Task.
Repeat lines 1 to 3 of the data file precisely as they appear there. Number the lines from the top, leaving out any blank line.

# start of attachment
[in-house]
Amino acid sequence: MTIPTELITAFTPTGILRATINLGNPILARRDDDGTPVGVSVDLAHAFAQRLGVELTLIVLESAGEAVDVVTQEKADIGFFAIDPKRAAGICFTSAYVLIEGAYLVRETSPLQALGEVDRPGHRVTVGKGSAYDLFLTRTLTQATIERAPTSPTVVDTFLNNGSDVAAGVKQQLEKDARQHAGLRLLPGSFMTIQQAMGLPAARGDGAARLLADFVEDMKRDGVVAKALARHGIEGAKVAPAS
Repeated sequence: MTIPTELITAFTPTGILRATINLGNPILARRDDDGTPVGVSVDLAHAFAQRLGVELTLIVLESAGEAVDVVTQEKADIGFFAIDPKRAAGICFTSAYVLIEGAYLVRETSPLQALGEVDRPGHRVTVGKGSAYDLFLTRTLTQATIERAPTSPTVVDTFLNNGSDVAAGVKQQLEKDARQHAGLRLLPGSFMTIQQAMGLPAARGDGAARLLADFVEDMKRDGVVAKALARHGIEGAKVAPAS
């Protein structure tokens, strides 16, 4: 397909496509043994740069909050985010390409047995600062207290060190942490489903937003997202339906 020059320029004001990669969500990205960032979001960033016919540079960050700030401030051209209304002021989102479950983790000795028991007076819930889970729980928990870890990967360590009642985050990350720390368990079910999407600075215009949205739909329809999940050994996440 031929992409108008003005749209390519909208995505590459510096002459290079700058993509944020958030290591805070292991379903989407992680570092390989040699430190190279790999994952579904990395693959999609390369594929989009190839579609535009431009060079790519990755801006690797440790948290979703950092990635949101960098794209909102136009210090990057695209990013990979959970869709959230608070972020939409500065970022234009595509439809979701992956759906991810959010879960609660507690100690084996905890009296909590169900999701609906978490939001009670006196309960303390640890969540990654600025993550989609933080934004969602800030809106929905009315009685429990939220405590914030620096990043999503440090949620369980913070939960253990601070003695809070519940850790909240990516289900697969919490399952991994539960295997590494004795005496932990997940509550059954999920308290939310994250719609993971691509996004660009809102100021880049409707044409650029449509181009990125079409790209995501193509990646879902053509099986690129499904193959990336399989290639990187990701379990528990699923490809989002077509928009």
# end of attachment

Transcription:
[in-house]
Amino acid sequence: MTIPTELITAFTPTGILRATINLGNPILARRDDDGTPVGVSVDLAHAFAQRLGVELTLIVLESAGEAVDVVTQEKADIGFFAIDPKRAAGICFTSAYVLIEGAYLVRETSPLQALGEVDRPGHRVTVGKGSAYDLFLTRTLTQATIERAPTSPTVVDTFLNNGSDVAAGVKQQLEKDARQHAGLRLLPGSFMTIQQAMGLPAARGDGAARLLADFVEDMKRDGVVAKALARHGIEGAKVAPAS
Repeated sequence: MTIPTELITAFTPTGILRATINLGNPILARRDDDGTPVGVSVDLAHAFAQRLGVELTLIVLESAGEAVDVVTQEKADIGFFAIDPKRAAGICFTSAYVLIEGAYLVRETSPLQALGEVDRPGHRVTVGKGSAYDLFLTRTLTQATIERAPTSPTVVDTFLNNGSDVAAGVKQQLEKDARQHAGLRLLPGSFMTIQQAMGLPAARGDGAARLLADFVEDMKRDGVVAKALARHGIEGAKVAPAS